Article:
The administration has come up with an answer to my recent question “How will we know when we’ve won?” The answer is “rolling victory”, an arbitrary “now’s a good time” sort of solution. As explained by the Washington Post,
The concept of a “rolling” victory contemplates a time — not yet determined — when U.S. forces control significant territory and have eliminated a critical mass of Iraqi resistance. U.S. military commanders would establish a base of operations, perhaps outside Baghdad, and assert that a new era has begun.
For those playing the home game, this is pretty much how we won the last Gulf War, and it’s also how Saddam Hussein could claim he won the last Gulf War.
Rolling victory has a lot of things in its favor. You don’t actually have to win to win, so if, for instance, you have forces in Afghanistan that are being killed even as I write this and have managed to uproot al Qaeda camps only temporarily while also failing to prevent the massive resurgance of the heroin trade, you can still say you’ve won. The rest–what were once primary objectives–is just “mopping up”. Another benefit is that rolling victory can keep on rolling, to Syria, Iran, Yemen, wherever evil dwells in the hearts and minds of men.
Amid some controversy, the US is preparing to unveil the new Iraqi government tomorrow. In the rolling victory sense, we’ve won. (Yay.) Baghdad, of course, is still in enemy hands, but that’s relegated to “mopping up”. Hussein is nowhere to be found, and may be long gone. Who would care? It’s just victory, after all.
The name “rolling victory” may be new, but the idea isn’t. Anyone who has had the “America’s never lost a war” argument with someone who firmly believes that America won in Vietnam knows that “victory” is a pretty subjective game. How did we “win” in Vietnam? Simply by engaging the enemy for a long time, by holding the enemy at a standstill. Granted, the moment we declared victory and left, South Vietnam feel to the North. The current war in Iraq is likewise more about the show of force than about any likely objectives. A NY Times article published today, entitled “Viewing the War as a Lesson to the World”, suggests that this war is more a demonstration of the potential of American might than a drive towards particular political objectives. “For a year now, the president and many in his team have privately described the confrontation with Saddam Hussein as something of a demonstration conflict, an experiment in forcible disarmament.”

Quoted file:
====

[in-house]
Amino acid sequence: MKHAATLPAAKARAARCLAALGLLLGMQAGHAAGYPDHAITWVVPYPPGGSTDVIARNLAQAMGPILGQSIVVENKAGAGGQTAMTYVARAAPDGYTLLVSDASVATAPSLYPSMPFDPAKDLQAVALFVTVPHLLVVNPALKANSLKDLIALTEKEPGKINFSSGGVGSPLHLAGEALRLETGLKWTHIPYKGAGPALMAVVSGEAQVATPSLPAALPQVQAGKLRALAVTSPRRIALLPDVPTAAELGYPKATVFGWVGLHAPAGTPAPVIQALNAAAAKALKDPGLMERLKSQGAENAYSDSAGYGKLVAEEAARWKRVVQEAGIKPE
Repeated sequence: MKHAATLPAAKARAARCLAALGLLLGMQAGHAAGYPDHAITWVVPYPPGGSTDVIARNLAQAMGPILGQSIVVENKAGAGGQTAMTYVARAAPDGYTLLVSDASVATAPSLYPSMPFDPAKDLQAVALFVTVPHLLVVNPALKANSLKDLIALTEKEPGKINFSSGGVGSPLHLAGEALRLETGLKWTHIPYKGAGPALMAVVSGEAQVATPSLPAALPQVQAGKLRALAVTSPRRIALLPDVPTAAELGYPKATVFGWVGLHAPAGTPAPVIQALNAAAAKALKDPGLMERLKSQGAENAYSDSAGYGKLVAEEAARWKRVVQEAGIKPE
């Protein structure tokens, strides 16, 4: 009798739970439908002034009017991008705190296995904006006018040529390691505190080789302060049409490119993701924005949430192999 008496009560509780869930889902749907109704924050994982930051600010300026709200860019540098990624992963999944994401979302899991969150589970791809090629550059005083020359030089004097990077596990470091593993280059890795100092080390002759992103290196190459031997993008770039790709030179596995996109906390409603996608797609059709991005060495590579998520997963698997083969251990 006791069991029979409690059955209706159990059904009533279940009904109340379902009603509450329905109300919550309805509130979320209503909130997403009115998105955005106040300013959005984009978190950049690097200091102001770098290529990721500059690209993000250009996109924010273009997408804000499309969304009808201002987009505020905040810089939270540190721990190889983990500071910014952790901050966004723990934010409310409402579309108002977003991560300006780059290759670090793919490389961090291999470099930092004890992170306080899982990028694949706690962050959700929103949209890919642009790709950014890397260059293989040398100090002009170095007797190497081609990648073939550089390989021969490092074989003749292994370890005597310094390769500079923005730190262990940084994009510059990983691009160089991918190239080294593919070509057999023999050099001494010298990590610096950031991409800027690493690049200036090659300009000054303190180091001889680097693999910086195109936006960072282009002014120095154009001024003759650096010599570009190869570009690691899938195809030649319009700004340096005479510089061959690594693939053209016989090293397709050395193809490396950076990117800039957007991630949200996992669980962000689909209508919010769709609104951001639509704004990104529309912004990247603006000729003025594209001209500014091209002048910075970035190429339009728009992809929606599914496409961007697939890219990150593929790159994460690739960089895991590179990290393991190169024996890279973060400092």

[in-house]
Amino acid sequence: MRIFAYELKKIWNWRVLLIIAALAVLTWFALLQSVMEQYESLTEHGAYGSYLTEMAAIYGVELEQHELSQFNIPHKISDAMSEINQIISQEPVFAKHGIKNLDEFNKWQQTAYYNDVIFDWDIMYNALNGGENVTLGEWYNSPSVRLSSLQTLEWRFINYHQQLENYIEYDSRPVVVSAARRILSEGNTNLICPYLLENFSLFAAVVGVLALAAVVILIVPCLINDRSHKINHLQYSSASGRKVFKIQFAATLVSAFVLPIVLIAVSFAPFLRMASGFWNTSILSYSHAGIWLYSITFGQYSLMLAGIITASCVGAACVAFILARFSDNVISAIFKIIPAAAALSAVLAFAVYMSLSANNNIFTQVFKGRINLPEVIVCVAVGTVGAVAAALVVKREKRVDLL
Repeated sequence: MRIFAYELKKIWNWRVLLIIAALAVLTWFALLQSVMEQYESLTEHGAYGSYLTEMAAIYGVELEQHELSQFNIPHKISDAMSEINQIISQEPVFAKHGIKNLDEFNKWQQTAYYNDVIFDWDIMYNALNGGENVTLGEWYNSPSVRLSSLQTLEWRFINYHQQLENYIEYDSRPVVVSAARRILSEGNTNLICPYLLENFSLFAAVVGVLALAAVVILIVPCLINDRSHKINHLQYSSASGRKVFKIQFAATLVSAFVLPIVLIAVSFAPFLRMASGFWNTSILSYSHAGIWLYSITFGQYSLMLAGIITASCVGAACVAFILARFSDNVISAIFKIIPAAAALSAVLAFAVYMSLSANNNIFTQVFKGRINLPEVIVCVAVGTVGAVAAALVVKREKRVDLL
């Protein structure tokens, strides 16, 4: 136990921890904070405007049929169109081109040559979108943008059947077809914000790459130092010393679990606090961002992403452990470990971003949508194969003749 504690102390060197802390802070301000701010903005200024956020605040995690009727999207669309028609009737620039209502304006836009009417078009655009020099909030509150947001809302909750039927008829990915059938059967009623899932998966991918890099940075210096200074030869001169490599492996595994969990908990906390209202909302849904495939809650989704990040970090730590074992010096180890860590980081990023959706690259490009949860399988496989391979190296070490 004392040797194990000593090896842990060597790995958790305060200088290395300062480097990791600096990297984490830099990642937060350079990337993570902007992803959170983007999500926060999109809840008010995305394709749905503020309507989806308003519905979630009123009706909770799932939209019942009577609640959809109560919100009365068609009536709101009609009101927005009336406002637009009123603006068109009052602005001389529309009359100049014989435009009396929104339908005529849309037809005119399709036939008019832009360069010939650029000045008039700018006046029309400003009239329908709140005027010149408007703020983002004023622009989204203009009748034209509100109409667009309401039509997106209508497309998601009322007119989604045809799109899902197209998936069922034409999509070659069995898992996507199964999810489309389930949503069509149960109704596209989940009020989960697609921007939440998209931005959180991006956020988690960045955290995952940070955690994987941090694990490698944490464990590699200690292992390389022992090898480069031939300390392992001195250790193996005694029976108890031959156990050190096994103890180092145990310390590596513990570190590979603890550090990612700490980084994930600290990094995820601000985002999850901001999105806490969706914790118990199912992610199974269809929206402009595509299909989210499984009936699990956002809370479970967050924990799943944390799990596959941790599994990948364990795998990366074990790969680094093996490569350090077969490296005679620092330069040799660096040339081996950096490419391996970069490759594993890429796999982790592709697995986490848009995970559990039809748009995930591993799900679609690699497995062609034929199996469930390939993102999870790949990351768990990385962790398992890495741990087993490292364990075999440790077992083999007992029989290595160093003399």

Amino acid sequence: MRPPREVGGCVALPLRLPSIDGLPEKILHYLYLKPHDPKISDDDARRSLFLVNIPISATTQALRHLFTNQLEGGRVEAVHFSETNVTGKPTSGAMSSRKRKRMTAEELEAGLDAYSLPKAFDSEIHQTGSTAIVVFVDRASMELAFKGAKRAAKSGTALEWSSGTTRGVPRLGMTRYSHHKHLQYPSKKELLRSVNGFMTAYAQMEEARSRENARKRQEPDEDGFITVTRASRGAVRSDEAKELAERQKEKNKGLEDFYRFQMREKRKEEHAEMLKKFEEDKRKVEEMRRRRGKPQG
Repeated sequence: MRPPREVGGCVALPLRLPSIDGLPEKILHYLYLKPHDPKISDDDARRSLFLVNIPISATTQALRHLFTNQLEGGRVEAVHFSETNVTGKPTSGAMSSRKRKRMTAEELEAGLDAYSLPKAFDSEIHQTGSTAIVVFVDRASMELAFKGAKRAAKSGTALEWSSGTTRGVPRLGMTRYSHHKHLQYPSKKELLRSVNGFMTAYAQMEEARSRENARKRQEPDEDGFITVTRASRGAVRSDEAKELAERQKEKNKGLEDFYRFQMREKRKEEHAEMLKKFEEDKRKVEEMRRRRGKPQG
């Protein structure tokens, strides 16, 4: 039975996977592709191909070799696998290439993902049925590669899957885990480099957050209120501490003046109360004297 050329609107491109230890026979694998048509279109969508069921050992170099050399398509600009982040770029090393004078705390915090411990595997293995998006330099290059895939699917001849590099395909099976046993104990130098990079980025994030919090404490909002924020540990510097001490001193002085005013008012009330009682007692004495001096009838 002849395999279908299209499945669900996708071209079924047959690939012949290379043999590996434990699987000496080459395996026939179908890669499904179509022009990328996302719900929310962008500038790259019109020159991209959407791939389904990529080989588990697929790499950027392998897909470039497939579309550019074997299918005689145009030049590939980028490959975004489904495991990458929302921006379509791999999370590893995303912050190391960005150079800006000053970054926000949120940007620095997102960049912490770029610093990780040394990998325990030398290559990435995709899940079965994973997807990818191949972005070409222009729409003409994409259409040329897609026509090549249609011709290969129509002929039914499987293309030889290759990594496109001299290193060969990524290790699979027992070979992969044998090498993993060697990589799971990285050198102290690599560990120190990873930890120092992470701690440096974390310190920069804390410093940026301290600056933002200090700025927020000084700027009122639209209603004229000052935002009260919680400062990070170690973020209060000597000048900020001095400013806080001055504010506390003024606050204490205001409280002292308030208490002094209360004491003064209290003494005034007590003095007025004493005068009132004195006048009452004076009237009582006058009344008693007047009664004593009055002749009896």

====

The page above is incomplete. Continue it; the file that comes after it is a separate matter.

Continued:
The debate over Rumsfeld’s “war on the cheap”–sparked by his insistence on a small, perhaps too-small, ground force, and massive aerial bombardment–makes more sense in these terms. A quick and effortless war, especially against a difficult enemy like Saddam’s Iraq, would show the world that not only can we defeat any opposition, but that it’s easy for us, a “cakewalk”. Even if we can’t get rid of the Bad Guys, even if we can’t win the “hearts and minds” of the enemy, we can just roll in, set up shop, and start governing. Resistance is futile.